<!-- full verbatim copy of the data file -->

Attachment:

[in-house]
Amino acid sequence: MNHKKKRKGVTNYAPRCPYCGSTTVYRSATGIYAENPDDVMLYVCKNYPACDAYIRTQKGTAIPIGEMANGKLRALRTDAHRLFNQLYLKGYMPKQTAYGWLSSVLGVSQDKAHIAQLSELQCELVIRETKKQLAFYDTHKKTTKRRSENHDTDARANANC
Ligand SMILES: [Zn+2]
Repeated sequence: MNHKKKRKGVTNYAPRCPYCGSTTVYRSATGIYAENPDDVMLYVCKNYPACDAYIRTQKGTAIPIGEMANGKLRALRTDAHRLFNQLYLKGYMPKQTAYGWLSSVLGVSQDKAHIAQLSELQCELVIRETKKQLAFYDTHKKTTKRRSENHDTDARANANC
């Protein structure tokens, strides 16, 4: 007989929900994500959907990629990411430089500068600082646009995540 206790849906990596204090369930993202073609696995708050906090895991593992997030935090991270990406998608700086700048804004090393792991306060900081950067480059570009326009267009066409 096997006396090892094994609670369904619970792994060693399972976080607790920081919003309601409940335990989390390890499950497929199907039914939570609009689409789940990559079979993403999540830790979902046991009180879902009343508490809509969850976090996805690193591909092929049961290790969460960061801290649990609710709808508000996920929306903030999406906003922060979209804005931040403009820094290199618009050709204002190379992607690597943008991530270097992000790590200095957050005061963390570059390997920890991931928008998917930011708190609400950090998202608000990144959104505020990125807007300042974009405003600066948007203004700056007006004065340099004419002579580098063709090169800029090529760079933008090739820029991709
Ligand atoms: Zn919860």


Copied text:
[in-house]
Amino acid sequence: MNHKKKRKGVTNYAPRCPYCGSTTVYRSATGIYAENPDDVMLYVCKNYPACDAYIRTQKGTAIPIGEMANGKLRALRTDAHRLFNQLYLKGYMPKQTAYGWLSSVLGVSQDKAHIAQLSELQCELVIRETKKQLAFYDTHKKTTKRRSENHDTDARANANC
Ligand SMILES: [Zn+2]
Repeated sequence: MNHKKKRKGVTNYAPRCPYCGSTTVYRSATGIYAENPDDVMLYVCKNYPACDAYIRTQKGTAIPIGEMANGKLRALRTDAHRLFNQLYLKGYMPKQTAYGWLSSVLGVSQDKAHIAQLSELQCELVIRETKKQLAFYDTHKKTTKRRSENHDTDARANANC
């Protein structure tokens, strides 16, 4: 007989929900994500959907990629990411430089500068600082646009995540 206790849906990596204090369930993202073609696995708050906090895991593992997030935090991270990406998608700086700048804004090393792991306060900081950067480059570009326009267009066409 096997006396090892094994609670369904619970792994060693399972976080607790920081919003309601409940335990989390390890499950497929199907039914939570609009689409789940990559079979993403999540830790979902046991009180879902009343508490809509969850976090996805690193591909092929049961290790969460960061801290649990609710709808508000996920929306903030999406906003922060979209804005931040403009820094290199618009050709204002190379992607690597943008991530270097992000790590200095957050005061963390570059390997920890991931928008998917930011708190609400950090998202608000990144959104505020990125807007300042974009405003600066948007203004700056007006004065340099004419002579580098063709090169800029090529760079933008090739820029991709
Ligand atoms: Zn919860």